If you’re seeing remnants of shadowy or ghost-like images on your smartphone or tablet, your device may have become a victim of screen burn-in. It’s a relatively rare phenomenon among modern electronic devices where either all or part of an image remains faintly, but persistently on your screen, even when it’s either off or supposed to be showing you something entirely different.
While display technology has constantly improved over the years to reduce the prevalence of screen burn-in, it’s still something that can happen from time to time, depending on how you use your
The term screen burn-in goes back to the cathode-ray tube (CRT) displays of yesteryear — the larger “picture tube” television and computer displays that predate modern flat screens. CRT displays used a phosphor layer on the glass that lit up when exposed to electron beams emitted by a “gun” at the back of the tube, and over time these phosphors would wear unevenly, resulting in a persistent, “burned-in” image on the front of the screen. This was especially common in the “green screen” (and amber) monochrome displays used in the early computing era.
Sadly, the move to newer technology didn’t entirely eliminate the issue of screen burn-in. Although the physics changed slightly with the move to plasma and, later, OLED technology, both of these are still susceptible to some level of burn-in. LCD panels can also experience burn-in, although that’s significantly less common, and when it does happen, it’s usually temporary image persistence that will resolve itself over time.
As the name suggests, screen burn-in only occurs when you leave a static image on your screen for an extended time. This makes it far more common on televisions, especially those that are left turned to news or sports networks that have persistent logos or graphics fixed on the screen. It’s also the reason that many newer TVs have screen savers that automatically kick in with changing or moving images. However, since most people don’t leave the same app running on their
Some common scenarios where screen burn-in often occurs are tablets used as home hubs, in-store point-of-sale terminals, or smartphones that are frequently used on long daily commutes with apps like Waze or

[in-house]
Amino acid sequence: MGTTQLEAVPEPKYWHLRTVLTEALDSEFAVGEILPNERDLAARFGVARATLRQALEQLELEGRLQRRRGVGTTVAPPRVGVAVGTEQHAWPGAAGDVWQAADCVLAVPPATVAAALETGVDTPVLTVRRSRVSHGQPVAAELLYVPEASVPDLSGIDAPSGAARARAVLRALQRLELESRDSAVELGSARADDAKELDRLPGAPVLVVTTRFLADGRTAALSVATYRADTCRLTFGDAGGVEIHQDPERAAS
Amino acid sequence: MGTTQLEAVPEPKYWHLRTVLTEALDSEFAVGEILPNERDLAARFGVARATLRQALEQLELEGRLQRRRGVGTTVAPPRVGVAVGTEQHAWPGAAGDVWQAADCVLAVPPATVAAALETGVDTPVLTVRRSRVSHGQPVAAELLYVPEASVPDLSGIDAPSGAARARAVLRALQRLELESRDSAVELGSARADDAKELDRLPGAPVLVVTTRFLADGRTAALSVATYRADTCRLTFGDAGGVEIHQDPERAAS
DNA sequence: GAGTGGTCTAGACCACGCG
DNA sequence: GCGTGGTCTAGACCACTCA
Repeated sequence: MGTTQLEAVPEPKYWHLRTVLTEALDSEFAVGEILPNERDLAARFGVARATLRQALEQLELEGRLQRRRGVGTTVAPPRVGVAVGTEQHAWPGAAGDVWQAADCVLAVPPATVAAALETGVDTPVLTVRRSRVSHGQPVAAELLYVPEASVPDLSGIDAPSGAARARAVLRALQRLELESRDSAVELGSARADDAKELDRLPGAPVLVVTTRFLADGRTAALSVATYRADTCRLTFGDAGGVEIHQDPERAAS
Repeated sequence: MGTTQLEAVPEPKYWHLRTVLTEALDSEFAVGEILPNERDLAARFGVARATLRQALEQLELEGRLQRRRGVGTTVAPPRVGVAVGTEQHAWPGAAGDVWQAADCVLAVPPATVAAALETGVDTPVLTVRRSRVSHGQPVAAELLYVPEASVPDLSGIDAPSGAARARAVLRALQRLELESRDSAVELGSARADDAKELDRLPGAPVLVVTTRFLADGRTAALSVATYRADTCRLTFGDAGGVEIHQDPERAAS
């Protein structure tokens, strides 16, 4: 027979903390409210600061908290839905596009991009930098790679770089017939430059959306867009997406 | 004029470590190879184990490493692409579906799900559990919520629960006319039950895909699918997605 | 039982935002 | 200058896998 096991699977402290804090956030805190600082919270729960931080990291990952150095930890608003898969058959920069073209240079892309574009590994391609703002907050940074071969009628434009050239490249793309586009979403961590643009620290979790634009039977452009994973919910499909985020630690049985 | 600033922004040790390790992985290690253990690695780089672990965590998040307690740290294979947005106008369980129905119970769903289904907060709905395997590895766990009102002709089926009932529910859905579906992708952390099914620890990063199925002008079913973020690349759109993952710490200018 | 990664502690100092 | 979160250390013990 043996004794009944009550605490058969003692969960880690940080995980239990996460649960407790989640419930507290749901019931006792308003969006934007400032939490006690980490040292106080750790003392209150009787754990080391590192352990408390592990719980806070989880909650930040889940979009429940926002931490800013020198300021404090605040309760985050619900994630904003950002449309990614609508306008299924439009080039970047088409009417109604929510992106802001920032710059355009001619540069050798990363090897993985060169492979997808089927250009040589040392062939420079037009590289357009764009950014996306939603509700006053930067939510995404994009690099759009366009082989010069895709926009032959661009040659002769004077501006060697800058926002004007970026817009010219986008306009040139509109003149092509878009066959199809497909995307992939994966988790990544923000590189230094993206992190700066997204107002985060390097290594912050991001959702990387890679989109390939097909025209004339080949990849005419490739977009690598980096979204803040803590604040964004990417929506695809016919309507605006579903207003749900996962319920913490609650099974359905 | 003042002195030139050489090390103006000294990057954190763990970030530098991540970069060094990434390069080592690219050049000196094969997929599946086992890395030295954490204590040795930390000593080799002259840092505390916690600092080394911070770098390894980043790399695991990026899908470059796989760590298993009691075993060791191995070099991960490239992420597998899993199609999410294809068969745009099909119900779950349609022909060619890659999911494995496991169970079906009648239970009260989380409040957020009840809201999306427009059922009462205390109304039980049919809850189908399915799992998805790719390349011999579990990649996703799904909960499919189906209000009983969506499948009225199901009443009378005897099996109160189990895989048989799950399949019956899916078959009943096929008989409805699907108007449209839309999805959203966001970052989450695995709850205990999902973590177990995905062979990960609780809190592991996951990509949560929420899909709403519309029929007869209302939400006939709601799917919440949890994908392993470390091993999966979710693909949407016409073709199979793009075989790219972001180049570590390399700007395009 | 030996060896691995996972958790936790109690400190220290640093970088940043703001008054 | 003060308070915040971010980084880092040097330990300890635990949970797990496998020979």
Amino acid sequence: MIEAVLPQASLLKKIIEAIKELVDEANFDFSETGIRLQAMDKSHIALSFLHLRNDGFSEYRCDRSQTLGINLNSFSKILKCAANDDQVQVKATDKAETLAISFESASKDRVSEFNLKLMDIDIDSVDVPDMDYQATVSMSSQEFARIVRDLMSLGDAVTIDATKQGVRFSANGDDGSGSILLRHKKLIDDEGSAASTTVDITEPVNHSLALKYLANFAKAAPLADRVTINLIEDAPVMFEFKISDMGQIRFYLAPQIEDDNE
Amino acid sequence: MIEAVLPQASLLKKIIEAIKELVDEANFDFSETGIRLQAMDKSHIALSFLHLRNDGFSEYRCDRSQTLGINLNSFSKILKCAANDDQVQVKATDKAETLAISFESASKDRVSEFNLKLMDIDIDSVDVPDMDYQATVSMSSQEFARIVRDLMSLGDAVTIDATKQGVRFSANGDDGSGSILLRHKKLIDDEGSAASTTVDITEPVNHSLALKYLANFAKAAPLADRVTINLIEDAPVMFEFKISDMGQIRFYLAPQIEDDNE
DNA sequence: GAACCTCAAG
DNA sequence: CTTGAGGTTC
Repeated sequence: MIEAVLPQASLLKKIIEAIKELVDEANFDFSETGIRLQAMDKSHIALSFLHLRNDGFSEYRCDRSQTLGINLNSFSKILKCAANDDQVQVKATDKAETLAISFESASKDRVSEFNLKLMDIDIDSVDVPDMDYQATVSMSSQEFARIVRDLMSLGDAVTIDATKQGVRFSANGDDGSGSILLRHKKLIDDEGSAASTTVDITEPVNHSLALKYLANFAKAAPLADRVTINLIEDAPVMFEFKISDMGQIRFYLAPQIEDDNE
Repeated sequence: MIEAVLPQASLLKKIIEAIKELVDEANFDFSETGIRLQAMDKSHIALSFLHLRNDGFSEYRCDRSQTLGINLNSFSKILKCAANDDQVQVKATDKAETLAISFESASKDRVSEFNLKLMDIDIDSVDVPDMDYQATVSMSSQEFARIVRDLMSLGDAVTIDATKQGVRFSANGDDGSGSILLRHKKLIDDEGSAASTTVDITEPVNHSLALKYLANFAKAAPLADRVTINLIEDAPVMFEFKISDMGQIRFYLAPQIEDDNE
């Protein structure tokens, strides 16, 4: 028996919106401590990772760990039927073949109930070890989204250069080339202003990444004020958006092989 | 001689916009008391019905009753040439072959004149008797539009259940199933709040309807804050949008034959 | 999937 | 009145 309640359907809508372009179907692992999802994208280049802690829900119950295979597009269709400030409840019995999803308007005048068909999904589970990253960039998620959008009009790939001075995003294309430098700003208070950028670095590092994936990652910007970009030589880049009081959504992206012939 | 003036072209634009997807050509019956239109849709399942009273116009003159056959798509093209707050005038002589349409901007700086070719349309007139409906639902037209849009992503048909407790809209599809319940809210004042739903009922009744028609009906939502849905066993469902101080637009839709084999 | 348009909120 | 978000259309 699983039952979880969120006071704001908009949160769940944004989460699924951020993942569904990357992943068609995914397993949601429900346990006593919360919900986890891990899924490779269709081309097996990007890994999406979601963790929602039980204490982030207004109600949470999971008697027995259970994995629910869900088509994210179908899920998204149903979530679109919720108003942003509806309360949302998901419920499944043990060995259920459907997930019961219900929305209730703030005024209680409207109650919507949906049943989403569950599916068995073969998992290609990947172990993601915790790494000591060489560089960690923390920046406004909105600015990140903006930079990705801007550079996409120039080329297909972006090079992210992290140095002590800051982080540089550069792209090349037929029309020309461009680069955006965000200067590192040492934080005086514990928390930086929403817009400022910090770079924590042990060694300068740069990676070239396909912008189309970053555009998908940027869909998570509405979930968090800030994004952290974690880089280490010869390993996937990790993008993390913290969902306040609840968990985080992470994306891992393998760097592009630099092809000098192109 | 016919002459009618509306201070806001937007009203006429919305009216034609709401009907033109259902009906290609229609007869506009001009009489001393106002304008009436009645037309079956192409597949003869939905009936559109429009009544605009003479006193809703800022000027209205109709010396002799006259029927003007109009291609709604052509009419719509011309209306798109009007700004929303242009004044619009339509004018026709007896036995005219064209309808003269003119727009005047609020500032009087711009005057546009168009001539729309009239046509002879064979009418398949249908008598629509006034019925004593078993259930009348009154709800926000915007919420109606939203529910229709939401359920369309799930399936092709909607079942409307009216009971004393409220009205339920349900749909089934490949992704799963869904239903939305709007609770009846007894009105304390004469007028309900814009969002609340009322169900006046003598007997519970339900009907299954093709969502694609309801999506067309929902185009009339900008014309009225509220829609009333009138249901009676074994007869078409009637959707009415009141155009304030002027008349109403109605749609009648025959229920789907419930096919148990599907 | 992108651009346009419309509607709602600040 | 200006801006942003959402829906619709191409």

As we mentioned earlier, LCD screens aren’t really subject to burn-in — at least not unless you’re really trying hard to damage your screen. This means that among smartphones and tablets, it’s only newer devices that sport OLED-based technology, including AMOLED, that can be prone to burn-in.
Apple switched the iPhone to OLED panels in 2017 with the
On the Android side, you’ll find many more devices that have embraced OLED, both on tablets and smartphones. For example, Samsung has been using AMOLED screens on its tablets since the first Galaxy Tab S came along in 2014, and it’s been using OLED in its smartphones for even longer. In fact, you’ll have a hard time finding an
Thankfully, with OLED panels, most of what looks like screen burn-in usually isn’t. Rather, what you’ll often see is image retention — a temporary ghosting of a prior image that should go away on its own as you view other content.
Image retention can eventually lead to permanent screen burn-in, but if you’re using your
This means that the probability of your
Since image retention is a temporary condition based on the OLED pixels not losing their luminescence, the simplest solution is to just shut down your device and let it rest. You don’t even need to power it down fully unless it has an always-on display. Just leave the screen off for an hour or two, and the image should fade over time.
If you do have an always-on display, you can try powering it off entirely overnight or just switch off the always-on display for a few hours.